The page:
Armenia, Azerbaijan, and Georgia: Political Developments and Implications for U.S. Interests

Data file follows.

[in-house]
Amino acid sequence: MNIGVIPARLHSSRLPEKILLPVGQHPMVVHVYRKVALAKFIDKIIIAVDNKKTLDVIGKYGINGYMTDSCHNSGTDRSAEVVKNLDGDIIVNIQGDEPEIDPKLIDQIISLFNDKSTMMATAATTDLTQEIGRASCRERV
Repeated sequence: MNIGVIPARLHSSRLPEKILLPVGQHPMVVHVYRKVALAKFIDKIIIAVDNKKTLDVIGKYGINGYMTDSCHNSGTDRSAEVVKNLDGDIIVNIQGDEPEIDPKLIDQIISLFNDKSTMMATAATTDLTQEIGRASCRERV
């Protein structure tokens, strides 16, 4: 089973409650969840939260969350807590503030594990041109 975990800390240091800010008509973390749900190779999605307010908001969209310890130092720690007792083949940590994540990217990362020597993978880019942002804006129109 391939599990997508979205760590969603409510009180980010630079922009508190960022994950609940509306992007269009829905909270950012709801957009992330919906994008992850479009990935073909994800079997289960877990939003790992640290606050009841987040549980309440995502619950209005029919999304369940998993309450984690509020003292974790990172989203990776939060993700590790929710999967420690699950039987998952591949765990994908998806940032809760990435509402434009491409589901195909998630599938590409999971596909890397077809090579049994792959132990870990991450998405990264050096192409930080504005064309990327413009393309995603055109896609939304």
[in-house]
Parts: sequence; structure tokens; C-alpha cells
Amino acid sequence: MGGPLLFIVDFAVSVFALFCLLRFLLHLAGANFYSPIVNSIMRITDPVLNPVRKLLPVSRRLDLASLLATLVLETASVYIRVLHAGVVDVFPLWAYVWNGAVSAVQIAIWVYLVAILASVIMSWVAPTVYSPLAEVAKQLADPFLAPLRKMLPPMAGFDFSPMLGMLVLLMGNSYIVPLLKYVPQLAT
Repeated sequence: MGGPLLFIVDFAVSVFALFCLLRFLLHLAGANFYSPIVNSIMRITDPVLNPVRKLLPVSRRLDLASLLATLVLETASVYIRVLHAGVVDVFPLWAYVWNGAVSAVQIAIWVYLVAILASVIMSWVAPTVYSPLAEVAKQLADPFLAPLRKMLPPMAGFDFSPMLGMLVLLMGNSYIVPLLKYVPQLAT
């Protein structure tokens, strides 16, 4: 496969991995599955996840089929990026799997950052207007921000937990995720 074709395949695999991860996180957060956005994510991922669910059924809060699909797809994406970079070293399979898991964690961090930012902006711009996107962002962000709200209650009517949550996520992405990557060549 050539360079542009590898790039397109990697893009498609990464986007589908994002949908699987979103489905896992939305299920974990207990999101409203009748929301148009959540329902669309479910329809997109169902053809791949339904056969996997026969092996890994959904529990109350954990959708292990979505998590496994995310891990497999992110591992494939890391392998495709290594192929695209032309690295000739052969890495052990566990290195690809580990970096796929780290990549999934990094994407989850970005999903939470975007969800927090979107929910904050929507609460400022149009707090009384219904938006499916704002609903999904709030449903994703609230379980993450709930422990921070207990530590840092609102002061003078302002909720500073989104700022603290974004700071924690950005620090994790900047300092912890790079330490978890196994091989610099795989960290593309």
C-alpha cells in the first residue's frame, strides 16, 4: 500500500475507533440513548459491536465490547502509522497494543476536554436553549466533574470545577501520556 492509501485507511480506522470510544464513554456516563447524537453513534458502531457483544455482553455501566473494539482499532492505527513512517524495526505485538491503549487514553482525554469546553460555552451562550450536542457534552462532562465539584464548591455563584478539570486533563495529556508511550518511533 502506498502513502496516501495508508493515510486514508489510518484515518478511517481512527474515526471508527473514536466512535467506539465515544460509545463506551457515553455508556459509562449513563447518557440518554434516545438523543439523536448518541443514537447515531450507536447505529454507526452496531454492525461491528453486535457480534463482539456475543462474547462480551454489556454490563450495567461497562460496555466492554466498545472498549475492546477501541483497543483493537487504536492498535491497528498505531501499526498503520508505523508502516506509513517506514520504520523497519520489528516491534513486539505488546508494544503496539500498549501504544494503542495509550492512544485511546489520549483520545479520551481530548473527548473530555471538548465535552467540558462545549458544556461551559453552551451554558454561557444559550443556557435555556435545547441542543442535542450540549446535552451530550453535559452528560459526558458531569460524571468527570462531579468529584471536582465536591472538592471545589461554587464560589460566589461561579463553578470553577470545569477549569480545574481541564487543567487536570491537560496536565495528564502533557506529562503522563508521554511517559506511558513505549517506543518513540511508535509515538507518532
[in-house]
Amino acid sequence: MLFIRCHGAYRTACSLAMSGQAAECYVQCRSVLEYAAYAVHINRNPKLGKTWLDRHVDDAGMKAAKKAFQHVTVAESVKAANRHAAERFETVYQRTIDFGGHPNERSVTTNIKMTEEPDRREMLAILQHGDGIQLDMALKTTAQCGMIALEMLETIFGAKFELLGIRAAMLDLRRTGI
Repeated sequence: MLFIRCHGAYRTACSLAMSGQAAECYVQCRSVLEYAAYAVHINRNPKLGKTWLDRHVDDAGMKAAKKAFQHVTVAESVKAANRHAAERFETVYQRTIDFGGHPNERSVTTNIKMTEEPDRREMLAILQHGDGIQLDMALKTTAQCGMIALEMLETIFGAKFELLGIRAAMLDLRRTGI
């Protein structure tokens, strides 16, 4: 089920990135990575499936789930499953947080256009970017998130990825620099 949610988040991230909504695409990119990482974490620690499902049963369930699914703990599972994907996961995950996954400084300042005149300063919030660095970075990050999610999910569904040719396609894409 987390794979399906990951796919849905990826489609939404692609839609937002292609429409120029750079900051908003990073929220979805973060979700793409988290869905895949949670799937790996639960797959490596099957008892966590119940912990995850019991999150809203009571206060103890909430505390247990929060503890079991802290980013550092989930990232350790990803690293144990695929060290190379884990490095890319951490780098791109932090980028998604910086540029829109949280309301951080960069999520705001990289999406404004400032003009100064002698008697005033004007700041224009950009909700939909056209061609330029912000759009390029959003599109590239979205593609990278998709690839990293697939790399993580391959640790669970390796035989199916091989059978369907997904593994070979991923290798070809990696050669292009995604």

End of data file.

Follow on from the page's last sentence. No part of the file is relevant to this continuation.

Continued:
Issues of concern in the 113th Congress regarding the South Caucasus may include Armenia's independence and economic development; Azerbaijan's energy development; and Georgia's recovery from Russia's August 2008 military incursion. At the same time, concerns have been raised about the status of human rights and democratization in the countries; the ongoing Armenia-Azerbaijan conflict over the breakaway Nagorno Karabakh region; and ongoing threats posed to Georgia and the international order by Russia's 2008 incursion and its diplomatic recognition of South Ossetia and Abkhazia. Congress has continued to oversee the region's role as part of the Northern Distribution Network for the transit of U.S. and NATO military supplies to and from Afghanistan. Some Members of Congress and other policymakers believe that the United States should provide greater support for the region's increasing role as an east-west trade and security corridor linking the Black Sea and Caspian Sea regions, and for Armenia's inclusion in such links. They urge greater U.S. aid and conflict resolution efforts to contain warfare, crime, smuggling, and terrorism, and to bolster the independence of the states. Others urge caution in adopting policies that will increase U.S. involvement in a region beset by ethnic and civil conflicts.
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